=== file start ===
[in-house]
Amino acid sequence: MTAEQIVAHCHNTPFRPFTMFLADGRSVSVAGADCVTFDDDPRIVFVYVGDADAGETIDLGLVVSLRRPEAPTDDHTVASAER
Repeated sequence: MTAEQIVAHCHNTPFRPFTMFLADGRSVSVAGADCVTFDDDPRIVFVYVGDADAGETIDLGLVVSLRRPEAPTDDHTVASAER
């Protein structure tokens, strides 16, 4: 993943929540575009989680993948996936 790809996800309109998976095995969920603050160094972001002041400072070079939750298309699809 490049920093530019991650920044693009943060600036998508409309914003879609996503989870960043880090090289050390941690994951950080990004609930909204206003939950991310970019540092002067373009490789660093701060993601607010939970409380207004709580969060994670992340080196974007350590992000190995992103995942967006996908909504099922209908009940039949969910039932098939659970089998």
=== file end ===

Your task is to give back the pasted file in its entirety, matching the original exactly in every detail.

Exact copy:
[in-house]
Amino acid sequence: MTAEQIVAHCHNTPFRPFTMFLADGRSVSVAGADCVTFDDDPRIVFVYVGDADAGETIDLGLVVSLRRPEAPTDDHTVASAER
Repeated sequence: MTAEQIVAHCHNTPFRPFTMFLADGRSVSVAGADCVTFDDDPRIVFVYVGDADAGETIDLGLVVSLRRPEAPTDDHTVASAER
């Protein structure tokens, strides 16, 4: 993943929540575009989680993948996936 790809996800309109998976095995969920603050160094972001002041400072070079939750298309699809 490049920093530019991650920044693009943060600036998508409309914003879609996503989870960043880090090289050390941690994951950080990004609930909204206003939950991310970019540092002067373009490789660093701060993601607010939970409380207004709580969060994670992340080196974007350590992000190995992103995942967006996908909504099922209908009940039949969910039932098939659970089998």